Dovetail Inspiration: 12 Cool Styles of Dovetail Joints I’ve Cut

Dovetail Inspiration: 12 Cool Styles of Dovetail Joints I’ve Cut

Hand cut dovetails are a joinery style every woodworker should try at least once.

They teach you the intricacies of joinery layout and hand tool technique… which is a major lifesaver when there’s no safe way to make a particular cut on your power tools.

But traditional through dovetails are just the beginning.

Once you understand the fundamentals, there’s an endless array of variations you can use to make some absolutely mind-boggling designs.

Today, I’m highlighting 12 of the coolest dovetail joint styles I’ve cut — and I hope it inspires you to try them yourself (or at least see what’s possible).

While some of these might seem a little extra, they can really help you hone your abilities. Even if you’ve never cut a set of dovetails before.

New to dovetailing? Check out our specially priced Dovetail Bundles to get all the tools you need.


If you’ve never cut dovetails before, this is the place to start.

Through dovetail joints are one of the strongest joinery styles out there. The wedge shape of the tails means the joint can only be pulled apart one way.

That’s why they’re so often used for drawer fronts or tool box bottoms.

And while these dovetails make look “simple” compared to the other joints on this list, they still offer a ton of customizability.

The number of tails, thickness of pins, distribution across the edge of a board — you can manipulate these factors to cut a unique set of dovetails every time you do it.


This simple variation on traditional through dovetails is one of my favorites.

It gives boxes and furniture a more geometric and even rustic look — especially when you chamfer the proud joinery.

The tricky part of this joint is chamfering the edges without getting tearout. I recommend doing it with a really sharp chisel, and chamfering the long grain edges a little deeper first.

That way when you chamfer the end grain edges, you won’t blow out the long grain corner.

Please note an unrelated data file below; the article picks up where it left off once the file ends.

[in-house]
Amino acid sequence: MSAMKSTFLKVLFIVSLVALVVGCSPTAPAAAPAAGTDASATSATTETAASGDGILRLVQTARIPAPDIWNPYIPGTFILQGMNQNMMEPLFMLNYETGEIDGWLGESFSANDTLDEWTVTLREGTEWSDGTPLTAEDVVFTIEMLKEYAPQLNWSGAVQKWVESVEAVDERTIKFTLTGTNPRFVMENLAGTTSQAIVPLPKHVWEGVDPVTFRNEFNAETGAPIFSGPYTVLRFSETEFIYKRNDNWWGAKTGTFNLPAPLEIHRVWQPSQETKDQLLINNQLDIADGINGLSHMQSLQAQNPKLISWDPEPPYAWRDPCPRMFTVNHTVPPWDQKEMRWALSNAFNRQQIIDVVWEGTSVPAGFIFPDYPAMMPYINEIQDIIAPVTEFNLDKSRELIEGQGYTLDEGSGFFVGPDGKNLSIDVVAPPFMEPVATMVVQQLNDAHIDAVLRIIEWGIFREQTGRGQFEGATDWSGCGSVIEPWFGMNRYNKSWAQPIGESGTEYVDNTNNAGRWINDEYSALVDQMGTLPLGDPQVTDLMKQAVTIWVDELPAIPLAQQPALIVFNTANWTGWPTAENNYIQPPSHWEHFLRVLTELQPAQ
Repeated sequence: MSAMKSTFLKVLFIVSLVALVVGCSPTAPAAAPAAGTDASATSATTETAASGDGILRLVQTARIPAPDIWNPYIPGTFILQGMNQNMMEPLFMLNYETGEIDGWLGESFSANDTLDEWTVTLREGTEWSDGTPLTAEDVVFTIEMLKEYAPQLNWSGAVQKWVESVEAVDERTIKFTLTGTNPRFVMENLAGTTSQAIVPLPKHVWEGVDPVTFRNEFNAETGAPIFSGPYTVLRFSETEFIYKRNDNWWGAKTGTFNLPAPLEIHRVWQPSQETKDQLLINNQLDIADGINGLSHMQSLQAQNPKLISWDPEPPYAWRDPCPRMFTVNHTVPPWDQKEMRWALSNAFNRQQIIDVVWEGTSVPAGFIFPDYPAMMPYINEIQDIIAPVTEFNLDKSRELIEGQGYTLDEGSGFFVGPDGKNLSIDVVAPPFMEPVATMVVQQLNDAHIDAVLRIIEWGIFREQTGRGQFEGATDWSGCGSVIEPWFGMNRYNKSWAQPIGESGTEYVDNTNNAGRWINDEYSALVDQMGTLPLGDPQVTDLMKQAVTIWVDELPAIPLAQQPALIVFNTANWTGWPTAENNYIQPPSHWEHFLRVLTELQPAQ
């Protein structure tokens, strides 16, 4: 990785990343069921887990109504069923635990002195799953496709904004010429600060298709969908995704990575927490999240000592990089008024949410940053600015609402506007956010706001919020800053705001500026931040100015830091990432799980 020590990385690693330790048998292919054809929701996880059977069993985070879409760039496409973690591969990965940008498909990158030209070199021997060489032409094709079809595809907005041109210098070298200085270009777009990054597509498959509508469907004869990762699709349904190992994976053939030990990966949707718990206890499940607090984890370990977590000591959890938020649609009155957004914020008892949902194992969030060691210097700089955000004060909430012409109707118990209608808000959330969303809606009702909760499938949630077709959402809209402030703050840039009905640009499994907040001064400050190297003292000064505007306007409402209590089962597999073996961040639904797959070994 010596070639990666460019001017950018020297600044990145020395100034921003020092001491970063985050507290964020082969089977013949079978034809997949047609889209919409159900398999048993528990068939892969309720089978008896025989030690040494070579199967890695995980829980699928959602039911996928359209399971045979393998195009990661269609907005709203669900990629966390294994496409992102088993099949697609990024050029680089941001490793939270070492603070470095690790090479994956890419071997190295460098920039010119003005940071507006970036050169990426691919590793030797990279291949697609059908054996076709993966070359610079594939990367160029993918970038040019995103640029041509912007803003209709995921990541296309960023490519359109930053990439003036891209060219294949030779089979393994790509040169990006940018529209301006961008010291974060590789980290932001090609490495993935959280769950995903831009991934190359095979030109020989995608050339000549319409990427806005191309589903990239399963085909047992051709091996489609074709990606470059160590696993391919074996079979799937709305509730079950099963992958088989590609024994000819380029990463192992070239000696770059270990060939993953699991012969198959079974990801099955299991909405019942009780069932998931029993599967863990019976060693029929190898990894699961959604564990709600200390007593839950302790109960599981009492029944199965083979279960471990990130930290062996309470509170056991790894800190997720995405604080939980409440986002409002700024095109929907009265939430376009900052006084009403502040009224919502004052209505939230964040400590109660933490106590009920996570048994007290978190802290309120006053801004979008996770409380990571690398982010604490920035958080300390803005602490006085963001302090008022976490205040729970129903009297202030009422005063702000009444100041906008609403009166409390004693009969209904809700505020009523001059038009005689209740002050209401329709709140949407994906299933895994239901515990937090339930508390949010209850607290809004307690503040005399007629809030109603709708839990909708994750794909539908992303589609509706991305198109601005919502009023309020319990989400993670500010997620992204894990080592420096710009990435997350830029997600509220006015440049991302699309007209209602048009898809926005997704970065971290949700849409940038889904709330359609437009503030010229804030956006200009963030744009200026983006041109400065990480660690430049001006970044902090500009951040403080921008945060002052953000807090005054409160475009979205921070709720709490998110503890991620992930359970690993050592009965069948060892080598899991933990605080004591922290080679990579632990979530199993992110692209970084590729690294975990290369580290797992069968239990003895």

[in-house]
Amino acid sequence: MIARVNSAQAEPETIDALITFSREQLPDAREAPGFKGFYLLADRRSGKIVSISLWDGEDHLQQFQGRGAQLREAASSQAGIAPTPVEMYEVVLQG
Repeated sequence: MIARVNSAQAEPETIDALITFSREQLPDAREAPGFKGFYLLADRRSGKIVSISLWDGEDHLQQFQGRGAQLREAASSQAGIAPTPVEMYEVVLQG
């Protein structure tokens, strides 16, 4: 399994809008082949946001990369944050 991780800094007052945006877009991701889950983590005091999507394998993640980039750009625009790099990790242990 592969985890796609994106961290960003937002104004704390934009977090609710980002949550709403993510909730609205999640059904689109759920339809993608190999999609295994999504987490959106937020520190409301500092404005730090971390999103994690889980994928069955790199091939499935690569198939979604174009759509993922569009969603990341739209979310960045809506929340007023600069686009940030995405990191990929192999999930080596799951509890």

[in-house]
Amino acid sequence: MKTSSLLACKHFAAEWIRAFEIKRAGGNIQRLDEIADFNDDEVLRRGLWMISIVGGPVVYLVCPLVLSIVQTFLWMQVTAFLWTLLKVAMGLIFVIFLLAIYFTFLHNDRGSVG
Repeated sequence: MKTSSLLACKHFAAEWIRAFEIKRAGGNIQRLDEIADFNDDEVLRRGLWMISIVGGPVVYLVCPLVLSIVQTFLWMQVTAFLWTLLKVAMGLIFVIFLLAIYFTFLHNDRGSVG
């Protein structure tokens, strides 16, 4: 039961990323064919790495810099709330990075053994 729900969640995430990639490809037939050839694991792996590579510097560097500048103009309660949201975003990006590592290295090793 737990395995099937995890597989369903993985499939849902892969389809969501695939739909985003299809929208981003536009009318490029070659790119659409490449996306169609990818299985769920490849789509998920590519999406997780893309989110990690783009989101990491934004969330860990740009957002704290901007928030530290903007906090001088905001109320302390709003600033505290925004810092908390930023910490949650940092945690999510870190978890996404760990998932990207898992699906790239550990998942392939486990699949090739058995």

Half blind dovetails are a fundamental, really useful, and great looking joinery style.

They’re used wherever you don’t want end grain visible on the front of a joint — like on drawer fronts where you’re after uninterrupted grain.

But then when said drawer is opened, you can see the joinery and the hard work that went into it.

Half blind dovetails aren’t as difficult as they look. If you can cut through dovetails, you can certainly cut these.

The difference is instead of going all the way through, the tails are embedded in the edge of the tails board.


This decorative joint is a real showstopper.

You can do them in a through or half blind fashion, and they’re often used in workbenches to add some flare.

Houndstooth dovetails are super strong — even though they look delicate.

And although I had lots of people freak out over wood movement when they saw these, it’s nothing to worry about.


This version of Japanese sunrise dovetails was popularized on YouTube by Theo Cook (you can check out his channel here).

I won’t lie. This was a VERY challenging joint to cut by hand. But it provides incredible practice for developing good hand sawing skills.

Cutting Japanese sunrise dovetails uses a lot of the same techniques as regular dovetails. But sawing the compound angles provides a whole other level of technique.

If you want to push your abilities, definitely give this joint a try.


Inlaid dovetails take you down a rabbit hole of interesting designs. I LOVE these joints.

This style where the inlay zig zags around the pins and tails is actually pretty simple. You essentially just cut dovetails twice — with the second set slightly offset.

The key to making them look even is cutting at consistent angles. I highly recommend using a dovetail jig to ensure you saw at the same ratio every time with any style of inlaid dovetails.